cruise with moderate to good atmospheric conditions. The new polynom gives a RMS of 14.8% and a MNB of - 9% and
gives a better representation of the "true" water column chlorophyll concentration of the New Caledonia lagoon.
A workshop on fisheries was held in Noumea on November 21, 2008 to address remote-sensing applications to fisheries adapted to the particular needs and problems of Western and Central Pacific Island countries. During the workshop, presentations and discussions covered various topics related to remote sensing of coastal and open ocean waters and its applications to fisheries. Participants were introduced to remote sensing of ocean colour and its significance vis-à-vis the marine food web. Applications to fisheries included improvements of fisheries operations to increase efficiency of fishing effort, assessment of fish stocks health, growth and recruitment, and ecosystem dynamics. A project on the Societal Applications in Fisheries & Aquaculture using Remote Sensing Imagery (SAFARI) and a global Network for marine ecosystem management (ChloroGIN) were also presented. The particular issues arising in the use of remote sensing for fisheries in the tropical island regimes were reviewed and recommendations on the use of remote sensing in the context of fisheries were presented.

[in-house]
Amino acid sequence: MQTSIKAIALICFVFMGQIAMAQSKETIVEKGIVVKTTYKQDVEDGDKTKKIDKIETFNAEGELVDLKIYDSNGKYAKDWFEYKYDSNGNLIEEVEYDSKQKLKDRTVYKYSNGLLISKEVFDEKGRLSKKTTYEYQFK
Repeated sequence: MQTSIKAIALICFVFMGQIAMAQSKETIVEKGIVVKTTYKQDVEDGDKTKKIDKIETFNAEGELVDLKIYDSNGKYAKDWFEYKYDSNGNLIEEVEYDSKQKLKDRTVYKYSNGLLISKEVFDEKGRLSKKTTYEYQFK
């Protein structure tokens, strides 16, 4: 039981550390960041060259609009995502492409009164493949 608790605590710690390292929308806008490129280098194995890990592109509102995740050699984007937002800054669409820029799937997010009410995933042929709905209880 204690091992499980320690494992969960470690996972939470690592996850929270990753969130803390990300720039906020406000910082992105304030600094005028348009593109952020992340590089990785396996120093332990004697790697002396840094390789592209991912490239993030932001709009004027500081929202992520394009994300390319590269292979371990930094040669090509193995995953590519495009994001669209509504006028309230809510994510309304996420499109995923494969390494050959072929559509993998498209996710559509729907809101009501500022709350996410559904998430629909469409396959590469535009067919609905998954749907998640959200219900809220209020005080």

During the period 2000-2005, the atmospheric dynamic showed a significant influence on the dust inputs dynamic and, as a result, on the primary production of the northwest African Upwelling System since 2000 to 2005. In this period, the annual mean sea level pressure became higher, ranging from 1014 to 1015 mb. Mean annual zonal wind intensity became higher (from 1.1 to 1.8 m s-1), while the mean annual meridional wind reduced from 6.2 to 5.3 m s-1. Mean annual satellite-derived AVHRR/NOAA Sea Surface Temperature recorded in the northwest African Upwelling becomes warmer with 18.3°C to 18.8°C in Cape Ghir, and from 19.5°C to 20.3°C north Canary Islands waters. Chlorophyll data from SeaWiFS/OV-2 showed a different pattern trend. Mean annual CHL levels increased at eutrophic-like waters of Cape Ghir from 0.65 mg m-3 to 0.9 mg m-. However, data were significantly reduced from 0.59 mg m-3 to 0.31 mg m-3 in oligotrophic-like waters of the Canary Islands. Changes observed in the role of CHL during the last 6-years period could be associated to intensive dust deposition and the exceptional weather warming observed in this area since 2000. However, it is addressed to a single 7 years period and conclusions on possible links between dust deposition and marine biochemistry activity cannot be generalized.
For a large class of practical applications, based on second order nonlinear optical effects, one needs not only noncentrosymmetric molecules, like charge transfer molecules, but also their assemblage to macroscopically noncentrosymmetric materials.